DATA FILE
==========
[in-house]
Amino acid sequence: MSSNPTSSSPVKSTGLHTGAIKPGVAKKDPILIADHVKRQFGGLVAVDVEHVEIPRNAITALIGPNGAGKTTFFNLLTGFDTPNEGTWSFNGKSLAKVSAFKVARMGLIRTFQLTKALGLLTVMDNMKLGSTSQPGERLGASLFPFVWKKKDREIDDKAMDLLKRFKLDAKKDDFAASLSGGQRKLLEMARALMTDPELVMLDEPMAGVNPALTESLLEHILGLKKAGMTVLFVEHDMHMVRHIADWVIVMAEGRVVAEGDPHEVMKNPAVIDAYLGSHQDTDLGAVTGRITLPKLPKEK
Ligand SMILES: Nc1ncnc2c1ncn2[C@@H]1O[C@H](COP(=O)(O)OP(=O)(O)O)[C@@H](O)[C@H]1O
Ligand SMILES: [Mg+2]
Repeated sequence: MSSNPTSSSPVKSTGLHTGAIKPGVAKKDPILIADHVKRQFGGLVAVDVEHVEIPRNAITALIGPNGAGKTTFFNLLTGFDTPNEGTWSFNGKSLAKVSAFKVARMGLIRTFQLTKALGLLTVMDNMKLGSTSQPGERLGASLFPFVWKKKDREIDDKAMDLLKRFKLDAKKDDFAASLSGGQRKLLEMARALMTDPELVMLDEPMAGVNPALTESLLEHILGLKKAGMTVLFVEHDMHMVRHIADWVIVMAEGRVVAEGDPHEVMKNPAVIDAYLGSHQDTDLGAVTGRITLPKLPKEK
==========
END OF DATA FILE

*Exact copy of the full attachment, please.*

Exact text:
[in-house]
Amino acid sequence: MSSNPTSSSPVKSTGLHTGAIKPGVAKKDPILIADHVKRQFGGLVAVDVEHVEIPRNAITALIGPNGAGKTTFFNLLTGFDTPNEGTWSFNGKSLAKVSAFKVARMGLIRTFQLTKALGLLTVMDNMKLGSTSQPGERLGASLFPFVWKKKDREIDDKAMDLLKRFKLDAKKDDFAASLSGGQRKLLEMARALMTDPELVMLDEPMAGVNPALTESLLEHILGLKKAGMTVLFVEHDMHMVRHIADWVIVMAEGRVVAEGDPHEVMKNPAVIDAYLGSHQDTDLGAVTGRITLPKLPKEK
Ligand SMILES: Nc1ncnc2c1ncn2[C@@H]1O[C@H](COP(=O)(O)OP(=O)(O)O)[C@@H](O)[C@H]1O
Ligand SMILES: [Mg+2]
Repeated sequence: MSSNPTSSSPVKSTGLHTGAIKPGVAKKDPILIADHVKRQFGGLVAVDVEHVEIPRNAITALIGPNGAGKTTFFNLLTGFDTPNEGTWSFNGKSLAKVSAFKVARMGLIRTFQLTKALGLLTVMDNMKLGSTSQPGERLGASLFPFVWKKKDREIDDKAMDLLKRFKLDAKKDDFAASLSGGQRKLLEMARALMTDPELVMLDEPMAGVNPALTESLLEHILGLKKAGMTVLFVEHDMHMVRHIADWVIVMAEGRVVAEGDPHEVMKNPAVIDAYLGSHQDTDLGAVTGRITLPKLPKEK